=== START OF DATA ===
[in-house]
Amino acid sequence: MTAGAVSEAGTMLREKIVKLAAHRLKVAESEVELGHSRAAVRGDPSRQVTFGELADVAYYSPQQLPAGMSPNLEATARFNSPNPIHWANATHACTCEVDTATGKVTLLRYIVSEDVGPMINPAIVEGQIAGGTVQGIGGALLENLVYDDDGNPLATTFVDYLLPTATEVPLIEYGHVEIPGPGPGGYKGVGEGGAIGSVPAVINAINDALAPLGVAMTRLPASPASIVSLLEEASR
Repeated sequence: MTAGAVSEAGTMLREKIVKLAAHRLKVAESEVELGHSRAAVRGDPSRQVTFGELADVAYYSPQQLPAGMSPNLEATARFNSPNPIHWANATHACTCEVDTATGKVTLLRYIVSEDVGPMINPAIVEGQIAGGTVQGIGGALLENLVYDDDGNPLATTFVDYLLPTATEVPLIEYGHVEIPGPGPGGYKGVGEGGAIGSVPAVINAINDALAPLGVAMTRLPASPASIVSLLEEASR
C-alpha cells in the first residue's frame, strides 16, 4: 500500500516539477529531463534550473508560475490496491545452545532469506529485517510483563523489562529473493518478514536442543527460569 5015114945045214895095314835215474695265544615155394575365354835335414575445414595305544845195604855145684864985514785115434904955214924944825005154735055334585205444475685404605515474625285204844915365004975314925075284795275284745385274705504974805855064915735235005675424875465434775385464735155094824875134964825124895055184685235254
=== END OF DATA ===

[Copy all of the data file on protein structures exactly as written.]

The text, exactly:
[in-house]
Amino acid sequence: MTAGAVSEAGTMLREKIVKLAAHRLKVAESEVELGHSRAAVRGDPSRQVTFGELADVAYYSPQQLPAGMSPNLEATARFNSPNPIHWANATHACTCEVDTATGKVTLLRYIVSEDVGPMINPAIVEGQIAGGTVQGIGGALLENLVYDDDGNPLATTFVDYLLPTATEVPLIEYGHVEIPGPGPGGYKGVGEGGAIGSVPAVINAINDALAPLGVAMTRLPASPASIVSLLEEASR
Repeated sequence: MTAGAVSEAGTMLREKIVKLAAHRLKVAESEVELGHSRAAVRGDPSRQVTFGELADVAYYSPQQLPAGMSPNLEATARFNSPNPIHWANATHACTCEVDTATGKVTLLRYIVSEDVGPMINPAIVEGQIAGGTVQGIGGALLENLVYDDDGNPLATTFVDYLLPTATEVPLIEYGHVEIPGPGPGGYKGVGEGGAIGSVPAVINAINDALAPLGVAMTRLPASPASIVSLLEEASR
C-alpha cells in the first residue's frame, strides 16, 4: 500500500516539477529531463534550473508560475490496491545452545532469506529485517510483563523489562529473493518478514536442543527460569 5015114945045214895095314835215474695265544615155394575365354835335414575445414595305544845195604855145684864985514785115434904955214924944825005154735055334585205444475685404605515474625285204844915365004975314925075284795275284745385274705504974805855064915735235005675424875465434775385464735155094824875134964825124895055184685235254